Considerable confusion frequently arises, and inaccurate statements are often made, when speaking of a particular lordship - as Over Haddon, Little Longstone, Chelmorton, Edensor - simply from the fact of the manor having within it a subordinate lordship. Take Blackwell, which was with William Peverell, who gave it to the priory of Lenton, with whom it remained for four hundred years, when it was given by Edward VI. (in 1552) to Sir William Cavendish, whose illustrious descendant is now lord. But there were the Blackwells of Blackwell, who were located here for generations, and who were lords of a subordinate manor of Blackwell. One was a knight in the reign of Edward I., and the cavalier who was the last of his race was a knight, too - poor Sir Thomas (temp. Charles II.) whose loyalty, had led him to lose all and contract debts to the extent of one hundred and thirty thousand pounds. The very monarch for whom he had thus involved himself ordered this subordinate manor to be seized for the creditors, and it was sold to the Hopes, Earls of Haddington. We should like to know who gave to Charles II., or any King of England, authority to cut off an entail, and make it saleable property. It has since merged into the paramount manor, and is with His Grace the Duke of Devonshire. There are brasses in Taddington Church dating back to the fifteenth century to the memory of the Blackwells. One of these brasses we would recommend to the historical student and those ladies who gather ideas of neatness of dress from such sources, besides the pretty legend thereto. Agnes, the wife of Richard, in the reign of Henry VII., is shown wearing the clothing only assumed or donned by a lady who had taken the oath of perpetual widowhood, the clothing proclaiming at once faithfulness after death and notice to suitors to keep their distance.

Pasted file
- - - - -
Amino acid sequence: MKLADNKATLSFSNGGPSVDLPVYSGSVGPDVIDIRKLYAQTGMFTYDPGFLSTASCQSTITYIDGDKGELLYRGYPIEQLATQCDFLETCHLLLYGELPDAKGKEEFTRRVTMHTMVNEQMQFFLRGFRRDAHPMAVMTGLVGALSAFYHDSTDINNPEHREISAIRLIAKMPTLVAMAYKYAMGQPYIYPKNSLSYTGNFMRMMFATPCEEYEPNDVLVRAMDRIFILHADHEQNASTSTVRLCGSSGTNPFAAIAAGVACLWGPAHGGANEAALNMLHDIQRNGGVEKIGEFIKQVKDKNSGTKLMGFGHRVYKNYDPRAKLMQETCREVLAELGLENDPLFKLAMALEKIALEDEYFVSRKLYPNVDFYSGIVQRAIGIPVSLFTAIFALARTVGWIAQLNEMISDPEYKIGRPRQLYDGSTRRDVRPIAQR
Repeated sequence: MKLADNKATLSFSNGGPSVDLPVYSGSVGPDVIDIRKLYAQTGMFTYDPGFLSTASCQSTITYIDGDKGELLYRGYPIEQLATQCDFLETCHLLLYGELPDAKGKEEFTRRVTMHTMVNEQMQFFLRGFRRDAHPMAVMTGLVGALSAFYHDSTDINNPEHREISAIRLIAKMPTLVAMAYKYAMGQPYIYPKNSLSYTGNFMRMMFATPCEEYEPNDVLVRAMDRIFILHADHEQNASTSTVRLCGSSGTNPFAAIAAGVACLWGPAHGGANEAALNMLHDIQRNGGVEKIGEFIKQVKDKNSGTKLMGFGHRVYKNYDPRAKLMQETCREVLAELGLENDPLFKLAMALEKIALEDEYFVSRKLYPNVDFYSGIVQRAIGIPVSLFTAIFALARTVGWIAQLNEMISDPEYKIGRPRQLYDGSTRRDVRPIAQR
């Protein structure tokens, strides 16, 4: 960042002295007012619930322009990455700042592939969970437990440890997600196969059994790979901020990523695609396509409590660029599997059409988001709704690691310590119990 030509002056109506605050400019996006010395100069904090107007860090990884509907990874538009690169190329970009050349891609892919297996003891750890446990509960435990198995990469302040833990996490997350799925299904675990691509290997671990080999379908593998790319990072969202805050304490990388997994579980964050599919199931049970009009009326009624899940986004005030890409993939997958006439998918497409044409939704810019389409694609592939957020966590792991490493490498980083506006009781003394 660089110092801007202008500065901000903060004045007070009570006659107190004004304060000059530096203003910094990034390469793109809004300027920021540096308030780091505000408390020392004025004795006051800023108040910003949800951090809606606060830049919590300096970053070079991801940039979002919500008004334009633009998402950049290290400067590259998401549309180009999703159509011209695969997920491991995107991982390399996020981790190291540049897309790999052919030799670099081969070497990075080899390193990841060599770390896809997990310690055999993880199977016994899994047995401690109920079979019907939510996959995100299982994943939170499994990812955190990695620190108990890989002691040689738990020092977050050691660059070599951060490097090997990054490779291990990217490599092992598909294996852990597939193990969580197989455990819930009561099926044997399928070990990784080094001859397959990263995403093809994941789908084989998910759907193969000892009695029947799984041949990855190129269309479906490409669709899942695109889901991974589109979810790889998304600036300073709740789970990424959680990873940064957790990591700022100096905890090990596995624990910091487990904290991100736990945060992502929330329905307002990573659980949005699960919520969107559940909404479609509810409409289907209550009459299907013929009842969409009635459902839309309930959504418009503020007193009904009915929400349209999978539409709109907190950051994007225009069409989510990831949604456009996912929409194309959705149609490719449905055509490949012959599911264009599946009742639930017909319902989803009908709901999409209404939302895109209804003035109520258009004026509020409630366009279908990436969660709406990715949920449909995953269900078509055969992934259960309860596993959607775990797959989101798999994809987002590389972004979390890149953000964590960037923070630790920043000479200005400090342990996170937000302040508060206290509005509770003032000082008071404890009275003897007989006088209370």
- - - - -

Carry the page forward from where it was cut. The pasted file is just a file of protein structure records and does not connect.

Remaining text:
Among those manors which came to the Talbots at the spoliation of the monasteries were Brushfield, Monyash, One Ash, Glossop, Beard, and the minor lordship of Chelmorton. When Gilbert, Earl of Shrewsbury (stepson of Bess of Hardwick) died in 1616 these possessions were carried by his co-heiresses to their husbands, the Earls of Kent, Pembroke, and Arundel. Brushfield was purchased by Sir W. Armine; One Ash was sold to Sir Thomas Gargrave. The Gargraves were a knightly house, who came in for extensive grants of Abbey lands in Yorkshire, but who, within a century afterwards, sank into obscurity. The grandfather of the purchaser of One Ash was Speaker of Queen Elizabeth's first Parliament and President of the Council of the North. He was a favourite of Her Majesty and her minister Burghley; he had a grant from Bess, of the Old Park, Wakefield, but he adopted the glorious old Priory of Nostell for a residence. This was the gentleman who conducted poor Mary of Scots from Bolton to Tutbury. One Ash passed with the daughter of Sir Thomas to Richard Berry, physician to Oliver Cromwell, who contrived to possess himself of the whole Gargrave property. Sir William Armine, who bought Brushfield, was undoubtedly a baronet, for he paid to James I. the sum of one thousand and ninety-five pounds for the title, yet he is ignored by Burke. His career, too, is memorable; he was a staunch Parliamentarian, and friend of both Eliot and Hampden. He was appointed by the Crown, in 1627, a Commissioner to collect an arbitrary loan in Lincolnshire, but this he refused, and was put in the Gatehouse at Westminster. When the Rebellion broke out he urged the advance of the Scottish army, and for his zeal he was tendered a vote of thanks by the Commons “for his many and great services to Parliament”. When he died the whole Council of State attended his funeral, but such is the mutability of events; his daughter was made a peeress by Charles II. The Armines were of Osgodby, County Lincoln, very remotely, as one of the lads was Master of the Rolls in 1316, and some ten years later was consecrated Bishop of Norwich.